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Evaluation of Target's Safe City Initiative: Implementing Public-Private Partnerships to Address Crime in Retail Settings

NCJ Number
Nancy G. La Vigne; Colleen Owens; Samantha S. Hetrick
Date Published
324 pages
This report presents the findings and methodology of an evaluation of the Target Corporation's Safe City initiative, a crime prevention model that is characterized by frequent meetings and information-sharing among the police, Target, and neighboring retailers, along with enhanced technology, such as the use of radio networks that enables real-time communication among Safe City partners and the implementation of closed circuit televisions (CCTVs).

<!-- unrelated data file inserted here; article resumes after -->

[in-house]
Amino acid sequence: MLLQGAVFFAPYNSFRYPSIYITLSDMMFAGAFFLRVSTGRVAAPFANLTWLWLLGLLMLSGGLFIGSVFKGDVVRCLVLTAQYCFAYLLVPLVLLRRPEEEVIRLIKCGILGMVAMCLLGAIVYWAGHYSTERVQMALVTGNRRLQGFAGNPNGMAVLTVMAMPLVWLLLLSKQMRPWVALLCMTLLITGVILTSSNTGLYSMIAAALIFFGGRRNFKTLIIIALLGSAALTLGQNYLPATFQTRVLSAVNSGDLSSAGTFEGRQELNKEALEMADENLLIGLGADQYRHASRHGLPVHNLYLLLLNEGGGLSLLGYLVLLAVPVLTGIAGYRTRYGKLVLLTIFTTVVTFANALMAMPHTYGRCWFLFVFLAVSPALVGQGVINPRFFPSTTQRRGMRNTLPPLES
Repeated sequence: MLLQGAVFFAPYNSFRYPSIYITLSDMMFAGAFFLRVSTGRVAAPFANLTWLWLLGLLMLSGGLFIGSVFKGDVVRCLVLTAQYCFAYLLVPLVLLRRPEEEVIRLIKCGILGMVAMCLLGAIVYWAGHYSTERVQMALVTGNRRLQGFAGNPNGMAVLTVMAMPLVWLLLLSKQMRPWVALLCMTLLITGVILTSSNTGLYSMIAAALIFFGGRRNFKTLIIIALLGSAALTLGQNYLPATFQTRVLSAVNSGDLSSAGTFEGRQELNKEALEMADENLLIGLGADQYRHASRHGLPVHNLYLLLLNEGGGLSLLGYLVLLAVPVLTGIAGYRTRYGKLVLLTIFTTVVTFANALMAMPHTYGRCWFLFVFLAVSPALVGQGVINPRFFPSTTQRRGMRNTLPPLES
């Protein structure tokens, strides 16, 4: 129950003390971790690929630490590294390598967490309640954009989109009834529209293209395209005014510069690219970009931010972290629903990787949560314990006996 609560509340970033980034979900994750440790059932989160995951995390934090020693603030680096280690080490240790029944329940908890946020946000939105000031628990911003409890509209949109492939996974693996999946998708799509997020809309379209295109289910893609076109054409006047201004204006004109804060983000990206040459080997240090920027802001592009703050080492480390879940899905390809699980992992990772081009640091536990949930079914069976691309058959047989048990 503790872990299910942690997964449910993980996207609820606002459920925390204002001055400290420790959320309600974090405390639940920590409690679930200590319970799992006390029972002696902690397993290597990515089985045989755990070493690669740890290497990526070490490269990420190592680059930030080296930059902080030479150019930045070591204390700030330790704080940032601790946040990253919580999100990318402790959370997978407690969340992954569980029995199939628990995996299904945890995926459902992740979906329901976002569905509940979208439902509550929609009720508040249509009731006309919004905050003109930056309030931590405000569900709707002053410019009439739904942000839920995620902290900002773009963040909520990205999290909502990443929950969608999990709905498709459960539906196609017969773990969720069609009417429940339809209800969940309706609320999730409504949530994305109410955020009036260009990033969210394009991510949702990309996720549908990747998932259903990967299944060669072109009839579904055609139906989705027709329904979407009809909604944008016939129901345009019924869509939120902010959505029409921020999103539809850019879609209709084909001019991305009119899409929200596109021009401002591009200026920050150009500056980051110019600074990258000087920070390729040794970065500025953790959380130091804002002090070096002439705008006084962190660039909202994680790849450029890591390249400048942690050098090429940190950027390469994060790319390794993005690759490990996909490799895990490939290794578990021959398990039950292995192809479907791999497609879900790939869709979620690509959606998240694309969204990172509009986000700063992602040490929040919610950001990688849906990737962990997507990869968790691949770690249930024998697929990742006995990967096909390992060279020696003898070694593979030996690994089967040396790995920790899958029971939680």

The intent of the program, which was launched in 2003, is to increase safety in and around the designated Safe City area in each jurisdiction. In synthesizing both the process and impact evaluation findings across the four sites evaluated (Cincinnati, OH; Chula Vista, CA; Hyattsville, MD; and Tucson, AZ), the Cincinnati and Chula Vista sites were more successful compared to the other two sites due to a strong grounding in community policing and past experience in partnerships between police and local businesses. These sites also conducted more thorough crime analyses, leading to an array of initiatives that included both technology and traditional crime-prevention approaches. The Hyattsville and Tucson sites, on the other hand, selected their intervention - CCTV systems - without engaging in crime analyses. These findings suggest that the engagement of multiple stakeholders in a Safe City initiative must involve increased communication and authentic partnerships, combined with a problem solving approach to crime prevention that leads to the development and implementation of an array of complementary interventions that facilitate strong support from businesses and community members while achieving some cost-effective reductions in crime (albeit limited). The evaluation collected pre- and post-intervention crime and survey data from Safe City partners and local police departments in describing Safe City processes, measuring changes, and quantifying impacts on crime, followed by an analysis of the cost-effectiveness of the intervention. Tables, figures, references, and photos